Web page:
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June 8, 2011

Orioles tidbits: Klein to get MRI; Bucs may look at Fox; John Carroll's drafted duo

Right-hander Dan Klein, one of the Orioles’ top minor league pitching prospects, is scheduled to have a precautionary MRI of his right shoulder Monday when the Bowie Baysox return home from a road trip.

Klein, 22, has excelled in the minors for the Orioles since being drafted in the third round out of UCLA last year, going from short-season Single-A Aberdeen to Double-A Bowie in a few months.

Used as a reliever with the Baysox, he began experiencing discomfort in the shoulder last week and could not get loose Sunday. He was shut down and placed on the seven-day disabled list. The soreness continued on Wednesday.

Klein had exploratory shoulder surgery in 2009 and missed his sophomore season at UCLA.

We’ll know in 48 hours whether Jake Fox has been claimed off waivers -- and it was assumed there was a 50 percent chance he would be. But that may have gotten a little higher.

The Pittsburgh Pirates, who had interest in Fox this spring, may need another catcher type. Starter Chris Snyder left Wednesday’s game after sliding awkwardly into second base. It was listed as a sore back. Back issues landed Snyder on the DL to start the season.

Only two Maryland high schoolers (not to be confused with college kids who went to high school in Maryland) were selected in this year’s MLB draft, and both were John Carroll kids taken by the Orioles: third baseman Kevin Hockaday in the 14th round and first baseman Brendan Butler in the 50th round.

John Carroll coach Joe Stetka, who is also an associate Orioles scout, couldn’t be prouder. Here are some of Stetka’s thoughts on his senior duo.

On their being drafted: “It is a good day for Maryland and Harford County and for Baltimore. These are two class kids.”

On Hockaday, who is committed to Maryland: “He is built like a thoroughbred; there is not an ounce of fat on him. He is going to be a corner guy or outfielder. We had him at shortstop, but he wasn’t a shortstop. I joked with him that the only time he’d see shortstop down the road is running from second.”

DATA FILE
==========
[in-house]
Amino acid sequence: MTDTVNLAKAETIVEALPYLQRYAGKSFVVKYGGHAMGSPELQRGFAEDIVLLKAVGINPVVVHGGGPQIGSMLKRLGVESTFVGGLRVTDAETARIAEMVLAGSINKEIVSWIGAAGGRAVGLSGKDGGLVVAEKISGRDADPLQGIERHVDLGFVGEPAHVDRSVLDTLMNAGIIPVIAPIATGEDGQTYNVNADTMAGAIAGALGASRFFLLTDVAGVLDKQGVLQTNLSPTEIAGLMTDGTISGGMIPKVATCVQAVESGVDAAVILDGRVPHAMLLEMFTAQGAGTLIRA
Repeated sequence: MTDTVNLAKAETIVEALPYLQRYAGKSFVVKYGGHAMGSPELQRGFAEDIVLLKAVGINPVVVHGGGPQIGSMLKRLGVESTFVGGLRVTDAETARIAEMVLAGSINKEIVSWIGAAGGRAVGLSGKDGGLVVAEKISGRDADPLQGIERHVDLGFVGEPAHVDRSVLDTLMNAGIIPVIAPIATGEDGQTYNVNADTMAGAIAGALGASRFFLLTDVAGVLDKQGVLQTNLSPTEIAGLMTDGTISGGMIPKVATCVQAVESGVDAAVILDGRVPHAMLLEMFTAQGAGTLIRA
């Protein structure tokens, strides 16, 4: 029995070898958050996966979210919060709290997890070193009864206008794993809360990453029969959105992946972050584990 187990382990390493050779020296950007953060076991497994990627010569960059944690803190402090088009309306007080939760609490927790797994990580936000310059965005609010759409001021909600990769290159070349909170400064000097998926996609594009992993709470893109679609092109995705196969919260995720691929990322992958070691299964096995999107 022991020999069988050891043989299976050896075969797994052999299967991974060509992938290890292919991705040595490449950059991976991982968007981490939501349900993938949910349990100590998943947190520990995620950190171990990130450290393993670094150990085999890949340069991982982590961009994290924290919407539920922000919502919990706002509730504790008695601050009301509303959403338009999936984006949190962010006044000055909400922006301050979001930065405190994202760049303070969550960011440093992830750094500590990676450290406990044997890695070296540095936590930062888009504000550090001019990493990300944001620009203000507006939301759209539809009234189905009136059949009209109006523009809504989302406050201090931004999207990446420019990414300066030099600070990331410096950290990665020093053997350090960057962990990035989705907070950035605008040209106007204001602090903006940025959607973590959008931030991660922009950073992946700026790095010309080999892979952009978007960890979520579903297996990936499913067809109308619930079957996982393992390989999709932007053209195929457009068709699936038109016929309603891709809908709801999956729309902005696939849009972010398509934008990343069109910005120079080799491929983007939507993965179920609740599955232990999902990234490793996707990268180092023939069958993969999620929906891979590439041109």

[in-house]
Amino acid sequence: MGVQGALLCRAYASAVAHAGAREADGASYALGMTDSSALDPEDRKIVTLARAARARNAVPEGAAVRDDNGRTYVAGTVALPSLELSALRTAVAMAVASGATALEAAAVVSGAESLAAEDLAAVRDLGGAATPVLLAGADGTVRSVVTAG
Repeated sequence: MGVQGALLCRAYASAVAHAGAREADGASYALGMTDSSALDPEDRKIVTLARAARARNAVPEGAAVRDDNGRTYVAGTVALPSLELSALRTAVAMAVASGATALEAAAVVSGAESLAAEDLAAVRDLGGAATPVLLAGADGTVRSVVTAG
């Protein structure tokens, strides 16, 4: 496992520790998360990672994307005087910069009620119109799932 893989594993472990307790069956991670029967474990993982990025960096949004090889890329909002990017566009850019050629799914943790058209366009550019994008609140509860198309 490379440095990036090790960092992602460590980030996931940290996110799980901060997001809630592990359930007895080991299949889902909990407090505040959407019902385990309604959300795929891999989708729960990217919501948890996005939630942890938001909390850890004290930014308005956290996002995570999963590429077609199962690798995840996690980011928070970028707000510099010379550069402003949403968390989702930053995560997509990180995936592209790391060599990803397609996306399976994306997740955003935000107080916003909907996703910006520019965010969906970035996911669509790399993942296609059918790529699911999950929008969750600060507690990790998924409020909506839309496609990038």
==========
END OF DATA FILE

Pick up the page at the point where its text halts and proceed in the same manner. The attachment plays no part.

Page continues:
On Butler, who is committed to Towson: “He has a tremendous work ethic and amazing speed -- he ran a 6.5 60-yard dash. He can play third or first, he’s got great hands and footwork. Somebody is not going to be disappointed in him no matter where they put him, whether it is the Orioles or Towson.”

On both of them: “Two kids from the same high school, drafted by the same major league team, their hometown team -- I don’t know what odds are, but it is remarkable. I am just thrilled they have been drafted.”

On both of them again: “These are two of the greatest kids I probably ever coached, and I coached my son, so that is saying something. They made it fun for me. I tried to make it fun for them, but they made it fun for me, too.”

Posted by Dan Connolly at 9:16 PM | | Comments (9)
Categories: Minors
        

Comments

I've been saying it for a while, but as the weather warms up, we're going to see more of those Reynolds' fly balls float out of the yard. He's never played in a cold weather environment, but now in the northeastern heat and a hitters park, the bombs will start coming.

I'd still bet on 40

Too bad about Klein. He's quite a talent, but this is why you don't risk a high draft pick on a kid that has already had shoulder surgery at age 21.

On another topic, I've been saying all year, that there was no comparison between Bergeson and Tillman and if Buck would just let Brad settle in, he'd pitch like he did in the 2nd half last year. Check on the first 2 starts for him and Tillman down in Norfolk - Brad pitched a 102pitch complete game shutout tonight while Tillman has had 2 100 pitch 5 inning outings. Hope to see BB back in Baltimore soon

'may need another catcher type'

This sums up the Fox. 'Another Catcher Type'

Not the 'Pirates need a Catcher'. No, they need a 'Catcher Type'. If you are stuck being a utility player, it is probably wise to actually be good at fielding a position, or being known for a position, as opposed to being 'a catcher type'.